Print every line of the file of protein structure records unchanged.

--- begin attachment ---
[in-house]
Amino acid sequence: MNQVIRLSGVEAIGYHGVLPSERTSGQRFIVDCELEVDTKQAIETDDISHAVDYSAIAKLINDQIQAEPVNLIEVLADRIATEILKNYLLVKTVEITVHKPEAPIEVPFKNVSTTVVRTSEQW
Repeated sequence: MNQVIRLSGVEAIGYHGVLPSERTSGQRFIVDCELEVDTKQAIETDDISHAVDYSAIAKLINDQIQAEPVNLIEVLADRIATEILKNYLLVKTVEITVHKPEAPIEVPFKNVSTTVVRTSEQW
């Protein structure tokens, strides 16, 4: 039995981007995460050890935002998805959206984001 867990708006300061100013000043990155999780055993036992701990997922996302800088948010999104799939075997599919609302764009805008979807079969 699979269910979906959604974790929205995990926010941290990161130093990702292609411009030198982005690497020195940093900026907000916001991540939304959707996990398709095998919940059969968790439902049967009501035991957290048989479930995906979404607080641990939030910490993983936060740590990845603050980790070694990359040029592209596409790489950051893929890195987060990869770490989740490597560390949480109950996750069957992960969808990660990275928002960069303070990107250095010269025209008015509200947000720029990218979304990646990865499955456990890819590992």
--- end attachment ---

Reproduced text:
[in-house]
Amino acid sequence: MNQVIRLSGVEAIGYHGVLPSERTSGQRFIVDCELEVDTKQAIETDDISHAVDYSAIAKLINDQIQAEPVNLIEVLADRIATEILKNYLLVKTVEITVHKPEAPIEVPFKNVSTTVVRTSEQW
Repeated sequence: MNQVIRLSGVEAIGYHGVLPSERTSGQRFIVDCELEVDTKQAIETDDISHAVDYSAIAKLINDQIQAEPVNLIEVLADRIATEILKNYLLVKTVEITVHKPEAPIEVPFKNVSTTVVRTSEQW
């Protein structure tokens, strides 16, 4: 039995981007995460050890935002998805959206984001 867990708006300061100013000043990155999780055993036992701990997922996302800088948010999104799939075997599919609302764009805008979807079969 699979269910979906959604974790929205995990926010941290990161130093990702292609411009030198982005690497020195940093900026907000916001991540939304959707996990398709095998919940059969968790439902049967009501035991957290048989479930995906979404607080641990939030910490993983936060740590990845603050980790070694990359040029592209596409790489950051893929890195987060990869770490989740490597560390949480109950996750069957992960969808990660990275928002960069303070990107250095010269025209008015509200947000720029990218979304990646990865499955456990890819590992």